Srinath then took out Aravinda, with a bit of help from umpire David Shepherd. The delivery was bowled wide of the crease, Aravinda looked to work off to leg, was hit on the pad in front of middle by a ball that seemed to be drifting down leg side, but Shepherd opted to raise the finger.

Jayasuriya was clearly below his best -- he had played one of his trademark cuts without showing signs of his finger injury, but for the rest had been content to push the ball gently around the park. The absence of power in his shots especially in front of the wicket indicated clearly that the Lankan captain was unable to grip the bat the way he normally does -- a grip that often has been likened to that of a blacksmith on the handle of a sledgehammer. Off the last ball of the 8th over, he drove at Srinath with no power behind the shot, and picked out Kaif at cover.

The clearly pumped up Indians went for the quick kill -- no more bowling practise for the part-timers or, in fact, for Harbhajan Singh.

An aspect of India's bowling here has been the fact that Nehra, having developed into a wicket-taking bowler, comes in as first change. Not to compare Nehra with Allan Donald or Jason Gillespie -- clearly, such comparisions would err on the side of wild exaggeration -- but the point is that his running into form ensures that a batting side that weathers Srinath and Zaheer are still confronted by a seamer, in third slot, who attacks.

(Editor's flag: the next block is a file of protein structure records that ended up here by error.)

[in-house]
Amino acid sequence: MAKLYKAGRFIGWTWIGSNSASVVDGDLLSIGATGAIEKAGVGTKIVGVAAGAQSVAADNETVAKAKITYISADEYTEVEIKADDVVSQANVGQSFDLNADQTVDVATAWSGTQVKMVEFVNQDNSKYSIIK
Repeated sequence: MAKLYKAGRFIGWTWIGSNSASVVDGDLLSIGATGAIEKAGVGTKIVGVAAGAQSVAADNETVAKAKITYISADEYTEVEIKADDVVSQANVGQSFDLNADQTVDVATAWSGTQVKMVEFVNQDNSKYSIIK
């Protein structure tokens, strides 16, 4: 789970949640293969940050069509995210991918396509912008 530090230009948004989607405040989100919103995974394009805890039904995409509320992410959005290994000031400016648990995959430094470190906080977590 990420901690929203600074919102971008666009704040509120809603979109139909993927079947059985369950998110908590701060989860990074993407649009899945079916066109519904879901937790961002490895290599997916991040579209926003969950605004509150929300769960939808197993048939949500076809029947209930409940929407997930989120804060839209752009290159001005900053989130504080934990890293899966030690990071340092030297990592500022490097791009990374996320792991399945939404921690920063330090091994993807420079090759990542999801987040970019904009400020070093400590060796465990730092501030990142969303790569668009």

Sangakkara had looked the only competent batsman on view, cutting and driving with panache. Ashish Nehra caused him some problems around his off stump, then nailed his man when with extra pace and movement, he forced the miscue off an attempted square drive, the shot picking out Yuvraj.

Zaheer, returning to the bowling crease in place of Srinath, winkled out Arnold LBW. Nehra then cleaned up Vaas, who miscued a hook -- an earlier attempt off the same bowler landing in no man's land. He then took out Nissanka.

Followed a manic display by Muralitharan, whose on drives went to third man and cover drives went to fine leg. The only shot that did go to plan was a straight drive -- only, it went straight behind the keeper's head for four. The performance reduced everyone on the field -- Murali, the bemused bowlers, the fielders and captain Ganguly -- into a fit of the giggles, before the umpteenth miscue landed in Kaif's hands.

Sri Lanka were bowled out for 109 -- and India had won, by 183 runs, with a phenomenal 27 overs still left in the game.

The margin was India's second highest, following the 186-run win over Kenya at Paarl in the triangular ODI tournament in 2001.